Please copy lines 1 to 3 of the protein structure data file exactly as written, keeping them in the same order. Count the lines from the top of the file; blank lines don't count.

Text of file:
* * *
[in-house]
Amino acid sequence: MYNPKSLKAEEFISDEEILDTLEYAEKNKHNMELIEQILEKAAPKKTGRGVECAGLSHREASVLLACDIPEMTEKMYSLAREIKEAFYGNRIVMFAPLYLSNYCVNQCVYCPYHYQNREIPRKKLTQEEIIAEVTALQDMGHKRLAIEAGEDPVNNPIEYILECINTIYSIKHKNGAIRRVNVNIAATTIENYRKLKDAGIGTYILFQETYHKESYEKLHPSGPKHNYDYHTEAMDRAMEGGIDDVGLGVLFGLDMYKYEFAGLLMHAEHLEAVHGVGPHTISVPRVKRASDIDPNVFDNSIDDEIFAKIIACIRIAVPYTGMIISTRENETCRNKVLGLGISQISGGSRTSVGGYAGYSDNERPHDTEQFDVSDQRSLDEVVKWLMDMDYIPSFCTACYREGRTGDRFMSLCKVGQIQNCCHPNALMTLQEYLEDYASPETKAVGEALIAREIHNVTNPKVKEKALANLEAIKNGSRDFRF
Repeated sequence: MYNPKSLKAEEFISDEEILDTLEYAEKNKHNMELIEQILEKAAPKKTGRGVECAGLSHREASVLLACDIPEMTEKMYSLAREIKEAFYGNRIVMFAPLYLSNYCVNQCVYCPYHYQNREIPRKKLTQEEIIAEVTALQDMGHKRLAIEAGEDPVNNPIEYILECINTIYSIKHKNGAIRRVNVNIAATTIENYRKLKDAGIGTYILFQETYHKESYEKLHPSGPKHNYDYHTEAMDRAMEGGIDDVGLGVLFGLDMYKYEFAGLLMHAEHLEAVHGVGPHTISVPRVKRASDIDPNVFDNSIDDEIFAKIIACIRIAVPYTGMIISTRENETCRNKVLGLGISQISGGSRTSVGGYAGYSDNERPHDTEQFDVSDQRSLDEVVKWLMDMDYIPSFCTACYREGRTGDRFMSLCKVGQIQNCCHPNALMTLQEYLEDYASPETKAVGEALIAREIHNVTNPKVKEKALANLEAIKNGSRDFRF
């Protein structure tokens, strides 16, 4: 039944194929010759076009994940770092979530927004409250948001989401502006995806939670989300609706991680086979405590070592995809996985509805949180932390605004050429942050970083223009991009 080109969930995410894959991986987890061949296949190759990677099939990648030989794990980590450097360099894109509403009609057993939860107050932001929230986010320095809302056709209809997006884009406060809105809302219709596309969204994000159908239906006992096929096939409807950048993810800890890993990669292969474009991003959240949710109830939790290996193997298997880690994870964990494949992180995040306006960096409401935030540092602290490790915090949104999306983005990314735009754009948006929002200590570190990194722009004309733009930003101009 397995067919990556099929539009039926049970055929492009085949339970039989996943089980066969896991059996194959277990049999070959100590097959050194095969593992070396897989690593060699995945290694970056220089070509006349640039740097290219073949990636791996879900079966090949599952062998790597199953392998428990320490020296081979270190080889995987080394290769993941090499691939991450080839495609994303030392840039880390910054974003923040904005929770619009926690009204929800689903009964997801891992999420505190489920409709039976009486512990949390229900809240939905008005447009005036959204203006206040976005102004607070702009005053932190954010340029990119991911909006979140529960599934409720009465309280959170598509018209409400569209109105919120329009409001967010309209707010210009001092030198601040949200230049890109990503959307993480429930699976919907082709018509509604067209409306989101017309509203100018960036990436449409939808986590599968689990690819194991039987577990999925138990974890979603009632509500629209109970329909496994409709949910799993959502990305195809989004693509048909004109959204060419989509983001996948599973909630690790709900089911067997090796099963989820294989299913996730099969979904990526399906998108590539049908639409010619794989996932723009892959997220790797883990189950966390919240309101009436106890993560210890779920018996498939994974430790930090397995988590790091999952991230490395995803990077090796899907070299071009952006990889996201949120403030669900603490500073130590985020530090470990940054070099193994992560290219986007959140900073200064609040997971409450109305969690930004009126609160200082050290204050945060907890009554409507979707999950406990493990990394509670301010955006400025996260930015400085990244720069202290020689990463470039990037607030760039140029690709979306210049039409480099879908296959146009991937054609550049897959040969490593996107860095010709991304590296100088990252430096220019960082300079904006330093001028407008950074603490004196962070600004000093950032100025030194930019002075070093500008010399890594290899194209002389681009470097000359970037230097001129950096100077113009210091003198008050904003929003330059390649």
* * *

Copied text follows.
[in-house]
Amino acid sequence: MYNPKSLKAEEFISDEEILDTLEYAEKNKHNMELIEQILEKAAPKKTGRGVECAGLSHREASVLLACDIPEMTEKMYSLAREIKEAFYGNRIVMFAPLYLSNYCVNQCVYCPYHYQNREIPRKKLTQEEIIAEVTALQDMGHKRLAIEAGEDPVNNPIEYILECINTIYSIKHKNGAIRRVNVNIAATTIENYRKLKDAGIGTYILFQETYHKESYEKLHPSGPKHNYDYHTEAMDRAMEGGIDDVGLGVLFGLDMYKYEFAGLLMHAEHLEAVHGVGPHTISVPRVKRASDIDPNVFDNSIDDEIFAKIIACIRIAVPYTGMIISTRENETCRNKVLGLGISQISGGSRTSVGGYAGYSDNERPHDTEQFDVSDQRSLDEVVKWLMDMDYIPSFCTACYREGRTGDRFMSLCKVGQIQNCCHPNALMTLQEYLEDYASPETKAVGEALIAREIHNVTNPKVKEKALANLEAIKNGSRDFRF
Repeated sequence: MYNPKSLKAEEFISDEEILDTLEYAEKNKHNMELIEQILEKAAPKKTGRGVECAGLSHREASVLLACDIPEMTEKMYSLAREIKEAFYGNRIVMFAPLYLSNYCVNQCVYCPYHYQNREIPRKKLTQEEIIAEVTALQDMGHKRLAIEAGEDPVNNPIEYILECINTIYSIKHKNGAIRRVNVNIAATTIENYRKLKDAGIGTYILFQETYHKESYEKLHPSGPKHNYDYHTEAMDRAMEGGIDDVGLGVLFGLDMYKYEFAGLLMHAEHLEAVHGVGPHTISVPRVKRASDIDPNVFDNSIDDEIFAKIIACIRIAVPYTGMIISTRENETCRNKVLGLGISQISGGSRTSVGGYAGYSDNERPHDTEQFDVSDQRSLDEVVKWLMDMDYIPSFCTACYREGRTGDRFMSLCKVGQIQNCCHPNALMTLQEYLEDYASPETKAVGEALIAREIHNVTNPKVKEKALANLEAIKNGSRDFRF